Lopez as cook
"Have been doing a little writing today, and tired of
being pestered by Pete for the menu... Every day we have some kind of dried or
canned fruit and always doughnuts and preserves and butter on the side, so we
are not actually starving, although we might easily die because of our food, for
it is not extravagantly prepared. I can hardly blame Pete for it, for we have
not enough coal to keep the stove going all day, so he has to do the best he can
with two primus stoves" (Wilkins diary, December 1, 1915).
Stefansson mentions Lopez in his manuscripts and books several
"LOPES has given Storkersen complete satisfaction and appears to have been
a very useful man. Now as well as at the NORTH STAR he takes great pains not to
waste anything. In this respect he is a rare bird, on this Expedition at least"
(Stefansson MSS 98, The Summer Work in Melville Island, Dartmouth Archives).
Lopez and the Fear of Fat
"The peculiarity about Peter Lopez was that he could not eat fat. He had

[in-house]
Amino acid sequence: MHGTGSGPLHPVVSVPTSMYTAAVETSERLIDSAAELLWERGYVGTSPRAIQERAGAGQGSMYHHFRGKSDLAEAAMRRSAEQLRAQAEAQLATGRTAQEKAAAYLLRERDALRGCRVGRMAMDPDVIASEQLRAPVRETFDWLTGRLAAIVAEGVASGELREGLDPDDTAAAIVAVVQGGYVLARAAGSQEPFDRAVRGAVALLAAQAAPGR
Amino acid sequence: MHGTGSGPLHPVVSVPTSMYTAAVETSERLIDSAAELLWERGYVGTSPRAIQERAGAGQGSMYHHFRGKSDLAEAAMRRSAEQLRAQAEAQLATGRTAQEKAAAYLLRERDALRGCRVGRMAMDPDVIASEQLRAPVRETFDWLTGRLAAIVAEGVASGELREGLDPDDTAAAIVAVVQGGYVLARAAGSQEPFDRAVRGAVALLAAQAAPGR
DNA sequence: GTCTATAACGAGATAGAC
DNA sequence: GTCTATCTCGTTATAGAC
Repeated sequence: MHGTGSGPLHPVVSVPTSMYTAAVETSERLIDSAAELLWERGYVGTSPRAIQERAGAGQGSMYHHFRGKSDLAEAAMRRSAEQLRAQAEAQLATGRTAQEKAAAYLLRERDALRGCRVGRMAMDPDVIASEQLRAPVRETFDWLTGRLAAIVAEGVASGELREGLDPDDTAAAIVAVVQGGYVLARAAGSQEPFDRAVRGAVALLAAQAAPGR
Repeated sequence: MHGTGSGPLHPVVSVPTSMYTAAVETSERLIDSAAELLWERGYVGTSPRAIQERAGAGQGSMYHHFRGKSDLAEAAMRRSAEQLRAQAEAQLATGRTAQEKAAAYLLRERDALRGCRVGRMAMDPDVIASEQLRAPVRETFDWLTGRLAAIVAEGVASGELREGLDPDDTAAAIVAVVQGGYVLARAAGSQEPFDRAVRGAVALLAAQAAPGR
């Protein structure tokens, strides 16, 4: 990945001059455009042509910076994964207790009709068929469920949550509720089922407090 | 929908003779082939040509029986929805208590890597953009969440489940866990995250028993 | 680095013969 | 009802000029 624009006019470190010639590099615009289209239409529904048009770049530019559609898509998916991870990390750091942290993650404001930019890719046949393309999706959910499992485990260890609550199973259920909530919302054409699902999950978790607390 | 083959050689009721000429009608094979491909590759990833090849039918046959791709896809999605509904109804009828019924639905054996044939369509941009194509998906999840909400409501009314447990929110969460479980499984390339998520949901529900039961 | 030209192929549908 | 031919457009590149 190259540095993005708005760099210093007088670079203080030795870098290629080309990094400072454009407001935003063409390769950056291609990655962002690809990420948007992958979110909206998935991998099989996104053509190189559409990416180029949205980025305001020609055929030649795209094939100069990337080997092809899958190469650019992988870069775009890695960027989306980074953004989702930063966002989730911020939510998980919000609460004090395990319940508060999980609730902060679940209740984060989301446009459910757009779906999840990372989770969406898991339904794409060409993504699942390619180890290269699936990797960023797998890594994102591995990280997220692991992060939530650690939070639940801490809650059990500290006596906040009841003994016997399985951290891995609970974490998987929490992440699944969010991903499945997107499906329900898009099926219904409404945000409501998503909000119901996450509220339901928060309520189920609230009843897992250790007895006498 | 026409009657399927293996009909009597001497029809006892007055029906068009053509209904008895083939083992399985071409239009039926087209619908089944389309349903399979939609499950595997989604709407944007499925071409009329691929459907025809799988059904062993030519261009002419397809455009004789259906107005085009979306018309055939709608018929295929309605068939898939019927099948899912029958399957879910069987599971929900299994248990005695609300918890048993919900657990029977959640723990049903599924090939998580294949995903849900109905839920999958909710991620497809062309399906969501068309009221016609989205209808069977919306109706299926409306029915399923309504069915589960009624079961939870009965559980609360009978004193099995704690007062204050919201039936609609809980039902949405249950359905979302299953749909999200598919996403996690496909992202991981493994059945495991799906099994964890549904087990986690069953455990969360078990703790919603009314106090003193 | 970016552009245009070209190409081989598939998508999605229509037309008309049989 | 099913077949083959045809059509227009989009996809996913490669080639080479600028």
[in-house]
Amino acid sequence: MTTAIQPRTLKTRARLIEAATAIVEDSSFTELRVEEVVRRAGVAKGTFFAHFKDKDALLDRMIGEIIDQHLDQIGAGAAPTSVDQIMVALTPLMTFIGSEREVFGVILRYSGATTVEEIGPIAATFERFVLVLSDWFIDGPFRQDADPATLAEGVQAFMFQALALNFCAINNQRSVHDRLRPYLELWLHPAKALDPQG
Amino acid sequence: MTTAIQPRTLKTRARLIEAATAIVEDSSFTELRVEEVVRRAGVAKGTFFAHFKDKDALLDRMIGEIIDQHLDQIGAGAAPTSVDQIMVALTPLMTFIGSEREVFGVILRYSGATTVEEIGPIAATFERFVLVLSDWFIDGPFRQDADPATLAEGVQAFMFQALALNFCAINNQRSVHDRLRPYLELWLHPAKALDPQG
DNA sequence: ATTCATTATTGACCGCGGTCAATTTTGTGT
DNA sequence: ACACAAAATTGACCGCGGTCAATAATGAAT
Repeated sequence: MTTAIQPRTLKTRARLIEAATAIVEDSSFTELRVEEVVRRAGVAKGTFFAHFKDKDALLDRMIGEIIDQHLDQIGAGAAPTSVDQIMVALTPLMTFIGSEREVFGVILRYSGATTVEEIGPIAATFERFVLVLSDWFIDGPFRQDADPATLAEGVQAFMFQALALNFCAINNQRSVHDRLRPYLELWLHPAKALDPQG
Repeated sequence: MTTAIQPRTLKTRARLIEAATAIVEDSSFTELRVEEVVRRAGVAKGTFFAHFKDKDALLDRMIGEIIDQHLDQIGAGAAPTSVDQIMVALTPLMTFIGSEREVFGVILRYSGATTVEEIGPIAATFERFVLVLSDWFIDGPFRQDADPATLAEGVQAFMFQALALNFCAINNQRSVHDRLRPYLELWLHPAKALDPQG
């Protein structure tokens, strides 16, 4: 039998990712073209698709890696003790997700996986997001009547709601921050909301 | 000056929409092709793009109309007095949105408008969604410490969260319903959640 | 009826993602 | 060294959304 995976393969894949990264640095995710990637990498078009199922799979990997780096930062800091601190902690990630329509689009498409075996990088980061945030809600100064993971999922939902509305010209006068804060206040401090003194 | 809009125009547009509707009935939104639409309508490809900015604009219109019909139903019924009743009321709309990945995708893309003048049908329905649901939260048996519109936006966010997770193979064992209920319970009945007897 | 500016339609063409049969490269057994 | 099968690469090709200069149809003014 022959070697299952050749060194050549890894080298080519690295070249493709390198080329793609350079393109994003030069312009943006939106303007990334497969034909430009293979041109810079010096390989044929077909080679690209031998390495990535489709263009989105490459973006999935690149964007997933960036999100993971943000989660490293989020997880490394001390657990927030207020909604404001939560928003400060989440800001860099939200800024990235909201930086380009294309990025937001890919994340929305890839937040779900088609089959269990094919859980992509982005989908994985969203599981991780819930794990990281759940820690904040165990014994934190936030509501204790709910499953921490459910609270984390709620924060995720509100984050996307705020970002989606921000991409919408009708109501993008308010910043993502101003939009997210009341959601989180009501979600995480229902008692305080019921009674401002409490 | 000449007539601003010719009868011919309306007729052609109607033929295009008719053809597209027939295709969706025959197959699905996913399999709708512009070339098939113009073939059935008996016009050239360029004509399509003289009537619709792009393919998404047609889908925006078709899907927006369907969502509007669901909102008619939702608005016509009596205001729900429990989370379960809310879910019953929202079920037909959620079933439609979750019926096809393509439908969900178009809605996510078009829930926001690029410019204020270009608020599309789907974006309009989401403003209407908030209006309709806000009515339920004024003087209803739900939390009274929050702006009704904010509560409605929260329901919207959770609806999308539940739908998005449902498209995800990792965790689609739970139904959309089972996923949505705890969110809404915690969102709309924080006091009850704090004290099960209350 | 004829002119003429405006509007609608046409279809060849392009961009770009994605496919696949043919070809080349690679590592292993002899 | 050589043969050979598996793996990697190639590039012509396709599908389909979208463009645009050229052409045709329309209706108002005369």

a story to explain this. The explanation ran that when he was a small boy in the
Cape Verde Islands, fat was expensive and he was forbidden to eat more than the
share that came to him as one of several children. But one day when nobody was
looking he made away with the allowance intended for the whole family. His mother
to punish him melted up some lard and compelled him to drink it. This overdose
caused nausea and from that time on he had an unconquerable repugnance against
fat in all forms. This he had kept through all the vicissitudes of his career
as a whaler in the Arctic and as a trapper married to an Eskimo wife and living
among Eskimos.... He recovered his health, flesh and spirits in a few days and
by the time I arrived in the fall he prided himself on being able to eat more
fat than any Eskimo in the party. As for that he could, but it was merely because
he was a big man and working hard" (Stefansson 1921).